SPU rings in Lunar New Year with Asian festivities

SPU rang in its version of the Asian holiday the Lunar New Year with games, bright decorations and upbeat music last Friday evening in Weter Hall. According to one of the coordinators, Annalise Nordtvedt, Lunar New Year is celebrated in Asia with "big feasts, dragon dances and lots of fireworks. It is a very loud and joyful celebration."

Nordtvedt said this holiday was brought to SPU so that "the students and faculty might get a little taste and appreciation of what this special holiday is like for so many people around the world."

SPU’s Lunar New Year, sponsored by MOSAIC, "Bridges" and the Emerson Hall Diversity Floors, featured a variety of exotic fare and festivities.

The spread of exotic cuisine spiced up the night for many attendees. Junior Shahmin Mahmood described the food as "delicious."

"We tried raw fish for the first time," added senior Heidi Angel. "It was weird but good."

A variety of Asian teas was also available.

"I just got here," said history professor Ron Stiling, "but I’ve already had Chinese tea and Japanese tea, both of which were good."

Activities of the evening included a calligraphy/name-writing booth (names were written in Chinese and Japanese by a Chinese student and a Japanese student), origami, traditional Chinese games and toys. Games included Chinese Chess, Chinese Go and the Chinese Yo Yo, which, according to Nordtvedt, was "a big hit." Also featured was a picture booth where people could be photographed in traditional Asian clothing and a Lunar New Year trivia game. Volunteers from the MOSIAC cadre, the MuKappa cadre for missionary kids and Emerson Hall’s Diversity Floors manned each booth. Many people also helped set up and decorate for the event, Nordtvedt said.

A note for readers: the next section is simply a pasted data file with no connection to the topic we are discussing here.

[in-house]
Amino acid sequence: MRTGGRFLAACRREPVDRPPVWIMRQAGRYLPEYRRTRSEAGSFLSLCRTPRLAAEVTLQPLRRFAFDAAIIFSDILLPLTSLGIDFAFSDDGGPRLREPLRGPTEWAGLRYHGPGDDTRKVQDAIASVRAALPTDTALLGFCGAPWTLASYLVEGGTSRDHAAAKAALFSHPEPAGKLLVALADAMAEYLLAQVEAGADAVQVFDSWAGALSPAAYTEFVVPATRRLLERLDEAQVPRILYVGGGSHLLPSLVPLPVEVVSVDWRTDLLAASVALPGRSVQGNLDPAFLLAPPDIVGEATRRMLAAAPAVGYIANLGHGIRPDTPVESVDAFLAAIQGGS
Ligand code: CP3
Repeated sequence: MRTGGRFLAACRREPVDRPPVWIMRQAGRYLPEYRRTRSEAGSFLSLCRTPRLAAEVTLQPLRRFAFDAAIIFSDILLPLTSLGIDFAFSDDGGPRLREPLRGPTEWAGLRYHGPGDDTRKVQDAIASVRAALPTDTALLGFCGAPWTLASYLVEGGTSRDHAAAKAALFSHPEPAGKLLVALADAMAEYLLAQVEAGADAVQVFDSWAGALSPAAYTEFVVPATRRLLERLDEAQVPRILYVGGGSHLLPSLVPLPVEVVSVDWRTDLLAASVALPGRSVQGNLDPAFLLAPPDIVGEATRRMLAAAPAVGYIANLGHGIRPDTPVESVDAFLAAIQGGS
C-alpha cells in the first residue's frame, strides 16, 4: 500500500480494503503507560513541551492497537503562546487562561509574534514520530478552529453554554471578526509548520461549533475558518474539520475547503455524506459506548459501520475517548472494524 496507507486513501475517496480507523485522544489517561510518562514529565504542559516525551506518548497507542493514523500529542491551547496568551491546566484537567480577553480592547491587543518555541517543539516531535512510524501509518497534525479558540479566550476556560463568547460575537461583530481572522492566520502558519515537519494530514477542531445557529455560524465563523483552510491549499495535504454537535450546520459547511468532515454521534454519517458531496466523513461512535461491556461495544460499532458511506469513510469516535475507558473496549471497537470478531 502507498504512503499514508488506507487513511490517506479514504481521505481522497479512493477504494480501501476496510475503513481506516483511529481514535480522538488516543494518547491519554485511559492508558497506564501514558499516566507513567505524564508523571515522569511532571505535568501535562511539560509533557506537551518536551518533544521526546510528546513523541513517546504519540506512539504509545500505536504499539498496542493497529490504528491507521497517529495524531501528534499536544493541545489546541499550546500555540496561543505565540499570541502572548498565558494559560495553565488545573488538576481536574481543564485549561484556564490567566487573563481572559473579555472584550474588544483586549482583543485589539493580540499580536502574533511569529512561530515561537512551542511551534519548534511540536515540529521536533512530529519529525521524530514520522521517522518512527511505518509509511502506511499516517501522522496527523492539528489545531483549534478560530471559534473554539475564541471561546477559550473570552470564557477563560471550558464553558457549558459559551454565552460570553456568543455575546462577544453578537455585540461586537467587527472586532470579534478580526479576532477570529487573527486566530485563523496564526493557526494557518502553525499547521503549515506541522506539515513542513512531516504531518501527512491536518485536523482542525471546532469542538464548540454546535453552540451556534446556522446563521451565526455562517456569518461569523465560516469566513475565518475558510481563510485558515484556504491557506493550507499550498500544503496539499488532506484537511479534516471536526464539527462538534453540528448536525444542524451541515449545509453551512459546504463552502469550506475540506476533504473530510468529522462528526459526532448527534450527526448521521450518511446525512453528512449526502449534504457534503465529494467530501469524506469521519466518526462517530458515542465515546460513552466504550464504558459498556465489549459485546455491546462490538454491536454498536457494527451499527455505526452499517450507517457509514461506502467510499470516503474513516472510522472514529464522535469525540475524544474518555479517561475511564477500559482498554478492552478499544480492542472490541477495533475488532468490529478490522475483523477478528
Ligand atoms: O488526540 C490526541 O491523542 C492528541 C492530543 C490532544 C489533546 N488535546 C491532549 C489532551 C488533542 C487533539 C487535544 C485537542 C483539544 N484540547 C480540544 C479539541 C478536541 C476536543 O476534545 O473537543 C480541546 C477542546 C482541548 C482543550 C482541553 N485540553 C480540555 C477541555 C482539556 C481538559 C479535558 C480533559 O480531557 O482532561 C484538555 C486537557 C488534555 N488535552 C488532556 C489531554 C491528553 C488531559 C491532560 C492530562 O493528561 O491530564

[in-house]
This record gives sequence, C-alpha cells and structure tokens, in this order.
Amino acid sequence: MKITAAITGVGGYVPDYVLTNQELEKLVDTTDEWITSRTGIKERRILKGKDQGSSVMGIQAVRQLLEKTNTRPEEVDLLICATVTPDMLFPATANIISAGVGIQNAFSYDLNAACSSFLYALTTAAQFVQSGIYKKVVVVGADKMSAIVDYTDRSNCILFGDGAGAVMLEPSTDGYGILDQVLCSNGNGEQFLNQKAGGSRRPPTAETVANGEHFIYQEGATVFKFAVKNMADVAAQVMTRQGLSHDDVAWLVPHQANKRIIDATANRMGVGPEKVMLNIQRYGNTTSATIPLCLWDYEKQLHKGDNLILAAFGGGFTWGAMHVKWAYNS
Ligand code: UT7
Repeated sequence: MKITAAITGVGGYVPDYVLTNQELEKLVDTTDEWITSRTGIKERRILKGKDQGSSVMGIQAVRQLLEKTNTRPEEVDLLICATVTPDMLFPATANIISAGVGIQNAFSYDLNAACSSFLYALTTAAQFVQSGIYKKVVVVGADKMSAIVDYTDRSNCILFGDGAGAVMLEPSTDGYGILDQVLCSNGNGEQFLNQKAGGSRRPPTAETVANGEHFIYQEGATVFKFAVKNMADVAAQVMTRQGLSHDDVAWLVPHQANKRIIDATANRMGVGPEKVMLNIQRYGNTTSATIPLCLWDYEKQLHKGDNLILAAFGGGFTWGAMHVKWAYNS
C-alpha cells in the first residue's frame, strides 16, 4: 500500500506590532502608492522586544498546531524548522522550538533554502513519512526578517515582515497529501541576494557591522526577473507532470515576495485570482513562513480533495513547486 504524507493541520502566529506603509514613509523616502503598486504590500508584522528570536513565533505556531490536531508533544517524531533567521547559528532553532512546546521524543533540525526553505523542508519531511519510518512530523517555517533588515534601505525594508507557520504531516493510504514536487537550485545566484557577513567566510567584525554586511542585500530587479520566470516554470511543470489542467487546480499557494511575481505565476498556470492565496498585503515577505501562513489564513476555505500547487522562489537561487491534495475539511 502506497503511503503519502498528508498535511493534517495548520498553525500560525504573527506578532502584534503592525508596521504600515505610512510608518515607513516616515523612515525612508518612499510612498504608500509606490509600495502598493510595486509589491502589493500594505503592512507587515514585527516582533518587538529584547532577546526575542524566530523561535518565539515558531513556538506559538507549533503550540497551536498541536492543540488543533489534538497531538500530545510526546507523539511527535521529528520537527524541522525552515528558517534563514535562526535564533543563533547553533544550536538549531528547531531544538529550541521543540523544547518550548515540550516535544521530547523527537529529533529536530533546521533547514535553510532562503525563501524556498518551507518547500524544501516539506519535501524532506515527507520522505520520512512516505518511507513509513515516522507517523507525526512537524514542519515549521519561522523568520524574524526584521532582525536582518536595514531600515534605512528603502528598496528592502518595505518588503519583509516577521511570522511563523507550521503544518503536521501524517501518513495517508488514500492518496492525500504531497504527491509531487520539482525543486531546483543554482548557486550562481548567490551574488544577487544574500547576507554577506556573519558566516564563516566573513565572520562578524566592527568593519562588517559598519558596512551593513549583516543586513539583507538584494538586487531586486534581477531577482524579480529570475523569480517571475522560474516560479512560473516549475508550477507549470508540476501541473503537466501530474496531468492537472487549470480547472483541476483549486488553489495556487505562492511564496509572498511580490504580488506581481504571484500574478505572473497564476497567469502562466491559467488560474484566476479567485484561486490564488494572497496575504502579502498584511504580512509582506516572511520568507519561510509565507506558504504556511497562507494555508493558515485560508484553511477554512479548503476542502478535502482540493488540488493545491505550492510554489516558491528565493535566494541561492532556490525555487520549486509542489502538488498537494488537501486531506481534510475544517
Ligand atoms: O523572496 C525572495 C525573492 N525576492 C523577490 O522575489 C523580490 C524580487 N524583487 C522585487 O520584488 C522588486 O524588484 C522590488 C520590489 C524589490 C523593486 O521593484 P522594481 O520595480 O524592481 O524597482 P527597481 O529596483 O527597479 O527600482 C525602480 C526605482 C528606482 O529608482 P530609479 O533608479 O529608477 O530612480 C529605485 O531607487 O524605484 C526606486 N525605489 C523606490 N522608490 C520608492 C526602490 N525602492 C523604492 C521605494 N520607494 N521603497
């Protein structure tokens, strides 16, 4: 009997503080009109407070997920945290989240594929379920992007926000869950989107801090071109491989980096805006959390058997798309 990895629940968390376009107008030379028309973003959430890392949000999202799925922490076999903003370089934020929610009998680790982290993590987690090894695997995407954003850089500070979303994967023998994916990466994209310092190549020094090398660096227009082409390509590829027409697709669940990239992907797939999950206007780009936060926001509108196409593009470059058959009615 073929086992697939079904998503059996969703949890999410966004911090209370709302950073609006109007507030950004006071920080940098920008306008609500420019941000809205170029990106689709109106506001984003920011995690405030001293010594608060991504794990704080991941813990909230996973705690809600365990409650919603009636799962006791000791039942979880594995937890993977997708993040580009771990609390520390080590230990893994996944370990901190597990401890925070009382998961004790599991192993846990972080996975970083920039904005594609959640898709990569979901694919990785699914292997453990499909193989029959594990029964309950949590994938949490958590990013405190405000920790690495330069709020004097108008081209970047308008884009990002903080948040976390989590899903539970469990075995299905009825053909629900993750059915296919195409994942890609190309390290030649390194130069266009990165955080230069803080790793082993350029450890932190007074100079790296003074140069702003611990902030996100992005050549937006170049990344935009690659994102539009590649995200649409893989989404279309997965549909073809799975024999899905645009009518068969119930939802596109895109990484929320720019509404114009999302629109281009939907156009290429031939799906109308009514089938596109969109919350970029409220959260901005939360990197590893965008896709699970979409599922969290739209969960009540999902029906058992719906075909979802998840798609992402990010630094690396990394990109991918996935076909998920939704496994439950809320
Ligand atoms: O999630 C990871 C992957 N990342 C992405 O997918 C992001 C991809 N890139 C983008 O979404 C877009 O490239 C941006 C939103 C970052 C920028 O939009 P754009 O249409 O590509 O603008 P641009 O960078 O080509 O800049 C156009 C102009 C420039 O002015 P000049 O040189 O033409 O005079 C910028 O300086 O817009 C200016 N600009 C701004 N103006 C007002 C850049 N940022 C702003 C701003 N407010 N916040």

Two nursing students, juniors Alanna Chan and Leanne Chang, stopped by to check out the festivities. "We just saw the sign," said Chan, "and decided to stop in. It’s really neat and a great turnout."

Chang, a transfer student, compared SPU’s cultural events to those at her last school.

"I transferred from a large university, so there were student unions that would put on events," she said. "But there it was like a Vietnamese student union would put on a Vietnamese dance that Vietnamese people would go to. Here it’s more integrated, more people willing to come and check out other cultures. … It makes it more interesting."

Fellow coordinator D.J. Inoue said the purpose of the function was to acknowledge and cater to the Asian community at SPU.

Inoue said he was impressed with the turnout and excited for what the night had to offer. He said it was different from last year’s celebration in that "the format was different. There’s more of a variety of activities."

Although the coordinators strived for authenticity in their Lunar re-creation, what took place in one night at SPU is a much more extended celebration in Asia. There, Nordtvedt said, "Lunar New Year is celebrated over a 15-day period. Students get up to a month off of school. Most people travel to their hometown to celebrate with their family. Red envelopes are given to children as gifts, and everyone buys new clothing for the New Year."

Nordtvedt said the event turned out a lot better than she expected.

"There were so many things to think about in planning this event that I was afraid that we would forget about some things. But I felt like it turned out pretty good," she said.

A kimono-clad Denise Martinez, ASSP intercultural director celebrated the event with her festive garb. "This is a fun, unique opportunity to celebrate other people," she said.

Nordtvedt said one of the highlights of the night was an "amazing" Taekwando performance in which SPU alumnus Jason Purcell and junior Brandon Talley broke boards in half with their bare hands and punched out candles with just the air from their punches.

Nordtvedt said she wants to see Lunar New Year celebrated in the future. "We definitely want to see Lunar New Year become an annual tradition at SPU. Hopefully in the future it will be bigger and more elaborate."

Junior Kyle Evans summed it up by saying that "(Lunar New Year) was brief, it was decorative and people were having a good time."

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Title: SPU rings in Lunar New Year with Asian festivities | Author: Jade Nirvana Ingmire | Section: News | Published Date: 2003-01-29 | Internal ID: 3092